Answer: CHIAROSCURO, which is a black-and-white painting, hence the clue. If I’m honest I got this from the publisher of ChiZine magazine, but I was rather pleased to find it also fitted the clue. Anyway, if you’d like to see a really good example of chiaroscuro at work, check out Rudolph Stingel’s Untitled (After Sam) on Google Images. I was damn-near hypnotised by this painting (yes, it’s a painting) when I visited the Whitney Museum of American Art a few years ago. Absolutely stunning. Anyway, I digress.
12. It’s acceptable for one article to appear between lines (5)
Answer: LEGAL (i.e. “it’s acceptable”). Solution is EG (i.e. “for one” – read as “for example”) and A (i.e. “article”) “appearing between” L and L (recognised abbreviation of “line” pluralised), like so: L-(EG-A)-L.
13. On radio, what makes one stud’s leading part? (12)
Answer: FOREQUARTERS, which is the front portion of a side of meat (i.e. “leading part”). “On radio” indicates homophone. Solution is a homophone of “four quarters”, which I’m taking to mean “a limb with adjacent parts of the trunk, especially of the dismembered body of an executed person, or of an animal carcass”. Collectively they’d make “one stud”, I guess. Except for the head. Whatever. I’m seldom a fan of these wishy-washy clues, if I’m honest.
20. It recalled silver in highly uncivilised state (8)
Answer: SAVAGERY (i.e. “uncivilised state”). Solution is AS (i.e. “it”, though I can’t immediately think of a good example of using one instead of the other) reversed (indicated by “recalled”) and followed by AG (chemical symbol of “silver”) placed “in” VERY (i.e. “highly”), like so: SA-V(AG)ERY.
22. Admire scripture cult absorbing pressure (7)
Answer: RESPECT (i.e. “admire”). Solution is RE (i.e. “scripture”, i.e. Religious Education) followed by SECT (i.e. “cult”) which has “absorbed” P (a recognised abbreviation of “pressure”), like so: RE-S(P)ECT.
23. Second opener for Kent is to run sports venue (3,5)
Answer: SKI SLOPE (i.e. “sports venue”). Solution is S (a recognised abbreviation of “second”) followed by K (i.e. “opener for Kent”, i.e. the first letter of “Kent”) then IS then LOPE (i.e. “to run”).
25. Cloths in which to wrap up oily cheeses? (8)
Answer: TAFFETAS (i.e. “cloths”). Solution is FAT (i.e. “oily”) reversed (indicated by “up”, this being a down clue) and followed by FETAS (i.e. “cheeses”), like so: TAF-FETAS.
28. Obscene call for former dancing girl (8)
Answer: BLUEBELL (i.e. “former dancing girl” – a quick Google revealed that the Bluebell Girls were a dance troupe during the mid-twentieth century). Solution is BLUE (i.e. “obscene”) followed by BELL (i.e. “[to] call”).
29. Almost clear off one initially aggressive plant (7)
Answer: BEGONIA (i.e. “plant”). Solution is BEGONE (i.e. “clear off”) with the last letter removed (indicated by “almost”) and followed by I (Roman numeral “one”) and A (i.e. “initially aggressive”, i.e. the first letter of “aggressive”), like so: BEGON-I-A.
31. Authority in east London built square (3-9)
Answer: OLD-FASHIONED (i.e. “square”). Solution is OLD (i.e. “authority in east London”, i.e. the word HOLD with the H dropped) followed by FASHIONED (i.e. “built”). This took me way longer to solve than it ought to have done. Well played, setter.
33. Late study of lutetium, copper and boron quota (11)
Answer: LUCUBRATION (i.e. “late study”, i.e. what most students do the night before their exam). Solution is LU (chemical symbol of “lutetium”), CU (ditto “copper”) and B (ditto again “boron”) followed by RATION (i.e. “quota”). Nice word. I like it.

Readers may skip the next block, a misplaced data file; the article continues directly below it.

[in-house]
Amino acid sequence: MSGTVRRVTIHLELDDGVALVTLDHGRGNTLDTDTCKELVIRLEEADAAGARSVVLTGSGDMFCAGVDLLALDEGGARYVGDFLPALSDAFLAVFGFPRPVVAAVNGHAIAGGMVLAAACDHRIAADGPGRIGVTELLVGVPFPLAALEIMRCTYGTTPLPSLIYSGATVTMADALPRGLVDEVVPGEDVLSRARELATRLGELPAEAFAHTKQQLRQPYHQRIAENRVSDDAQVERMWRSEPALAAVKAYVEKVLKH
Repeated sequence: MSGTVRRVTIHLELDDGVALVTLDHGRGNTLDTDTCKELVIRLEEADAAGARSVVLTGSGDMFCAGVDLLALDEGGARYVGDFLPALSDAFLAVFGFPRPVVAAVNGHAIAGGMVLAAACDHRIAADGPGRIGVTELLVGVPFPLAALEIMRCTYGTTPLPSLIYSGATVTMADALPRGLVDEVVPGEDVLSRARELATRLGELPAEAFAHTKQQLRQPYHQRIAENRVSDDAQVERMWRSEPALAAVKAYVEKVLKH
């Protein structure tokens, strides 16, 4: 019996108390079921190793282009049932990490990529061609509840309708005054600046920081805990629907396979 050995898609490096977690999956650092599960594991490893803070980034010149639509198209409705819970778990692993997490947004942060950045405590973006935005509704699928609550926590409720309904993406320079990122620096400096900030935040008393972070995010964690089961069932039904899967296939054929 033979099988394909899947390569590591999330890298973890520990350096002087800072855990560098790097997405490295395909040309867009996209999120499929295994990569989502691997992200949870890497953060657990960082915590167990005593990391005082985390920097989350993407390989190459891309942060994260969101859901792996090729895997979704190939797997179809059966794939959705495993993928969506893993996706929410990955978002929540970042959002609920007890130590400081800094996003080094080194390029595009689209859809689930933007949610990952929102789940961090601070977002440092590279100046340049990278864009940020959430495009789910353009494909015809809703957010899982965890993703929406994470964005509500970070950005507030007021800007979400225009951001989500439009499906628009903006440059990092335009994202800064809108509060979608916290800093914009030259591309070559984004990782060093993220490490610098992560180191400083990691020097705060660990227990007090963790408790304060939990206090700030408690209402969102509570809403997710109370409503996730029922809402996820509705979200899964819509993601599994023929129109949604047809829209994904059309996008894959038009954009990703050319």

34. Leg reduces impact of aids for sewers (11)
Answer: PINCUSHIONS (i.e. “aids for sewers”). Solution is PIN (i.e. an informal term for “leg”) followed by CUSHIONS (i.e. “reduces impact of”).
35. Confusing enigmatic ad showing oddly attractive quality (11)
Answer: DIAMAGNETIC (i.e. “showing oddly attractive quality”). “Confusing” indicates anagram. Solution is an anagram of ENIGMATIC AD.
36. Global subject, say, upset old, old drunk cutting images (11)
Answer: GEOPOLITICS (i.e. “global subject”). Solution is EG (i.e. “say”, as in “for example”) reversed (indicated by “upset”, this being a down clue) and followed by O (a recognised abbreviation of “old”). It’s then followed by O (ditto) and LIT (i.e. “drunk”, or, as Wodehouse would have it, pickled to the gills) placed in PICS (i.e. “images”), like so: GE-O-P(O-LIT)ICS. Convoluted? Yes. Yes it is.
38. Marine arthropods covering hole in one area (9)
Answer: CRUSTACEA (i.e. “marine arthropods”). Solution is CRUST (i.e. “covering”) followed by ACE (i.e. “hole in one”) and A (a recognised abbreviation of “area”).
41. Farming hours now and then on group lines (9)
Answer: HUSBANDRY (i.e. “farming”). Solution is HUS (i.e. “hours now and then”, i.e. every other letter of the word HOURS) followed by BAND (i.e. “group”) and RY (i.e. “lines”, specifically a recognised abbreviation of “railway”).
42. Wine inspires latest member of orchestra (8)
Answer: CLARINET (i.e. “member of orchestra”). Solution is CLARET (i.e. “wine”) including or “inspiring” IN (i.e. the “latest”), like so: CLAR(IN)ET.
45. Pinch a bit (7)
Answer: SNAFFLE. Solution satisfies “pinch” – as in to steal – and “a bit” as in a piece of riding gear. I didn’t know that.
46. Religious publication cautious about credit (3,3)
Answer: WAR CRY (i.e. “religious publication” of The Salvation Army). Solution is WARY (i.e. “cautious”) placed “about” CR (a recognised abbreviation of “credit”), like so: WAR(CR)Y.
47. Children’s drink more costly, like some of their books? (3-2)
Answer: POP-UP. Solution satisfies “children’s drink more costly” and “like some [childrens] books”.
49. Hindu workers, 500 in part of Koran (5)
Answer: SUDRA, a member of the fourth and lowest of the great Hindu castes (i.e. “Hindu workers”). Solution is D (Roman numeral “500”) placed “in” SURA (i.e. a chapter or “part of Koran”). Cor, this was a right old trawl through my Chambers!